Create user-schema to make management of state tree more efficient?

736
2
08-24-2016 09:52 PM
Highlighted
Occasional Contributor III

Hi Peoples,

When I access a feature class in an Enterprise Geodatabase that is not registered as versioned – will the version tree and state tree effect performance?

 

Our PROD database is 99% simple read only feature classes.  There are one or two feature classes that are registered as versioned.  We are considering placing the versioned data into a user-schema geodatabase with the thought that it would make compress back to state zero easier, and thus make management of the instance more efficient.  Ie we would not have to kick all the users off the database to do a successful compress back to state zero – just the schema user.

 

… or are we overthinking this?

 

Cheers,

Mark

Reply
0 Kudos
2 Replies
Highlighted
Esri Frequent Contributor

Hi Mark,

If the feature class is not versioned it should not touch the version or state tree and not impact performance. Moving the data to a user schema geodatabase will not help with the compress either.

If you are not getting a full compress what is your starting and ending state?

Do you have any replicas built from the versioned data?

You may need to review the information on compressing a enterprise geodatabase.

Geodatabase compression—Help | ArcGIS for Desktop 

The compress operation and geodatabases—ArcGIS Help | ArcGIS for Desktop 

http://downloads.esri.com/support/whitepapers/ao_/J9842_GDB_Compress_With_Replicas.pdf 

--- George T.
Highlighted
Occasional Contributor II

Mark,

As George indicated, most of your data is not versioned.  It will not impact performance if you only have one or two feature classes registered as versioned; unless you have an enormous number of edits.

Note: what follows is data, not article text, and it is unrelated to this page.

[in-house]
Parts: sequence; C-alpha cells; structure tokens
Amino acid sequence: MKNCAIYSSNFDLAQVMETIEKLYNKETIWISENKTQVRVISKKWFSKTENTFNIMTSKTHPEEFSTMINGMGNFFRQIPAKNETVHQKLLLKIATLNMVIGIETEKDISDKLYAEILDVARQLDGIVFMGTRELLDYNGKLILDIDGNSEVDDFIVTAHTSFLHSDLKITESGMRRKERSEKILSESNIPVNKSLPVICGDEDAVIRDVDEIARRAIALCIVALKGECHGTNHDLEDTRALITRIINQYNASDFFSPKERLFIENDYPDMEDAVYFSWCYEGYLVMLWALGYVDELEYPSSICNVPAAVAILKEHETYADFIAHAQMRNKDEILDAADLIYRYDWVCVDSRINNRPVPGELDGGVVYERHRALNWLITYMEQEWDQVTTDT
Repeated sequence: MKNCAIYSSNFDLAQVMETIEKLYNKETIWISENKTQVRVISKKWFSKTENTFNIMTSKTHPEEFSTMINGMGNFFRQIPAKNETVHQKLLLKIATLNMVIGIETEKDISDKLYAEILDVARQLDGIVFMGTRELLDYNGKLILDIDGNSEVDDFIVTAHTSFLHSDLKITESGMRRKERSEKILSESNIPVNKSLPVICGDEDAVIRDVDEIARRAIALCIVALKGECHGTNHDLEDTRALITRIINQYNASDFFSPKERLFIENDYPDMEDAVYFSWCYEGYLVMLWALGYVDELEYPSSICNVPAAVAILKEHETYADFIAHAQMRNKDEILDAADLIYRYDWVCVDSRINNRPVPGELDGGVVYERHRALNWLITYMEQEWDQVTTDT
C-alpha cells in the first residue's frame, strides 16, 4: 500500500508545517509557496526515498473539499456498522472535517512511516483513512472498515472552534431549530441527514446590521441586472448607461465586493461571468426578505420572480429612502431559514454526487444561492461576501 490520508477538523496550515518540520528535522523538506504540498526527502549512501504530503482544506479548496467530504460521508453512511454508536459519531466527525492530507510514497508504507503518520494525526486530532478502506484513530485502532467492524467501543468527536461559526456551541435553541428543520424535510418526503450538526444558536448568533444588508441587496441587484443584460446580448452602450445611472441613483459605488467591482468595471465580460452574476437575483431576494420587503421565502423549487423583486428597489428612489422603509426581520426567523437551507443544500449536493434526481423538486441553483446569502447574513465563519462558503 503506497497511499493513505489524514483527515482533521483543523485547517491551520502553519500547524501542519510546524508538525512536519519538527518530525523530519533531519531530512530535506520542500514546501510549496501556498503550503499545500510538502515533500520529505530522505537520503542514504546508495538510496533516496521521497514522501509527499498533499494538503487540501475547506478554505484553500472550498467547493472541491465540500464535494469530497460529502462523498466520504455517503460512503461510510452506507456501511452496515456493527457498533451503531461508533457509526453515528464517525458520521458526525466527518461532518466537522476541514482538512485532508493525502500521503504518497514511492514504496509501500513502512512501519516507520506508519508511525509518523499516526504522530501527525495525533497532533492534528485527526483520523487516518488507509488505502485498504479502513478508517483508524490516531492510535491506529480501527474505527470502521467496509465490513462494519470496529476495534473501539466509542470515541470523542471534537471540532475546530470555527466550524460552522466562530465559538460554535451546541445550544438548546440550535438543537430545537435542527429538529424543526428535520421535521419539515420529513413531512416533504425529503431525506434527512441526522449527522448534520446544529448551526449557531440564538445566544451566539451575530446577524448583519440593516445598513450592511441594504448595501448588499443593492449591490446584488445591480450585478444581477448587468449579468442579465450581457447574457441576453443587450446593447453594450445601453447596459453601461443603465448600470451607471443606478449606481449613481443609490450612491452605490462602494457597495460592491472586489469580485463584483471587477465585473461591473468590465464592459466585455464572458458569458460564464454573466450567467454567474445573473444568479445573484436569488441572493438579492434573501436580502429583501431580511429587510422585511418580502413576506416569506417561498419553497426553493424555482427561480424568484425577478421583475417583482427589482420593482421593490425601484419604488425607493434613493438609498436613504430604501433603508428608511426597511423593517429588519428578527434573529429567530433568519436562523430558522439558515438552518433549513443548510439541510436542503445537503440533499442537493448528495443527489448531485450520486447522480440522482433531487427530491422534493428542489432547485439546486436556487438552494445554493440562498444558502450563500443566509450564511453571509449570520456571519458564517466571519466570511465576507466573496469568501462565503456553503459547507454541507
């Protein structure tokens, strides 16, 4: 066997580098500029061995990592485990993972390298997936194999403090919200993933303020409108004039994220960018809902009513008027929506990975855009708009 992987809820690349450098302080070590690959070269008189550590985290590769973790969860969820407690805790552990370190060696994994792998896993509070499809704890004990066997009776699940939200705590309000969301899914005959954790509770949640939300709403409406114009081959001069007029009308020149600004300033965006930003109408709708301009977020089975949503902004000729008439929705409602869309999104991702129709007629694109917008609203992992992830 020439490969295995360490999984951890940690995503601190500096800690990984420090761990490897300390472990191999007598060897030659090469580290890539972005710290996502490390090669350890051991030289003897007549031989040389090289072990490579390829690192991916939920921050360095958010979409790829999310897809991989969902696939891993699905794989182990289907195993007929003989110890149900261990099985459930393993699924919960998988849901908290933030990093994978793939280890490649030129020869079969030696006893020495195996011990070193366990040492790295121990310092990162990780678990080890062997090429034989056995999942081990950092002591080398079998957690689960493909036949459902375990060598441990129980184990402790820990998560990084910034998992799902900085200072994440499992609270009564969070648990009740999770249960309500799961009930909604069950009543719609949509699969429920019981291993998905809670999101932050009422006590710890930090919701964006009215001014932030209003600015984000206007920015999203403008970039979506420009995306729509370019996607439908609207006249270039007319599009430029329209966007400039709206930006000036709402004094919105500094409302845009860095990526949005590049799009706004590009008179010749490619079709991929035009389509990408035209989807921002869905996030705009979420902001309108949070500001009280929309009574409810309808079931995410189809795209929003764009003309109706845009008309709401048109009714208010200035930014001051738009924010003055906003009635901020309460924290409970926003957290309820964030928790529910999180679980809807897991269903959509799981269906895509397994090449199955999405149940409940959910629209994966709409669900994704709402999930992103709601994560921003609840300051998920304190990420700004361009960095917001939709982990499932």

If you are only doing dozens of edits per week for each feature class, it should not be difficult to reconcile, post, delete versions, and compress weekly.  

After doing your reconcile/post and deleting all versions after Default, I would suggest utilizing the ArcPy commands to complete your process.  In simple form:

import arcpy
import time
from arcpy import env

# Set the workspace
workspace = r'Database Connections\SDE_CONNECTION_TO_DATABASE.sde'
env.workspace = workspace

database_name = str(workspace.split('\\')[1])

# Block new connections to the database.
try:
    print 'Blocking connections in %s' % database_name
    arcpy.AcceptConnections(workspace, False)
except (arcpy.ExecuteError, arcpy.ExecuteWarning) as e:
    print e

# wait 120 seconds
time.sleep(120)

# Disconnect all users from the database.
try:
    print 'Disconnecting all users from %s...' % database_name
    arcpy.DisconnectUser(workspace, "ALL")
except (arcpy.ExecuteError, arcpy.ExecuteWarning) as e:
    print e

# Run the compress tool.
try:
    print 'Compressing database...'
    arcpy.Compress_management(workspace)
except (arcpy.ExecuteError, arcpy.ExecuteWarning) as e:
    print e

# Allow the database to begin accepting connections again
try:
    print 'Accepting Connections from %s...' % database_name
    arcpy.AcceptConnections(workspace, True)
except (arcpy.ExecuteError, arcpy.ExecuteWarning) as e:
    print e

AcceptConnections—Help | ArcGIS for Desktop 

DisconnectUser—Help | ArcGIS for Desktop 

ListUsers—Help | ArcGIS for Desktop 

You can of course also script your reconcile and post, but many organizations like to go through that process manually to verify/determine any conflicts.

In short, a few versioned feature classes will not adversely affect your databases performance; I would advise against creating a user schema geodatabase for this use case.

~Alex

Reply
0 Kudos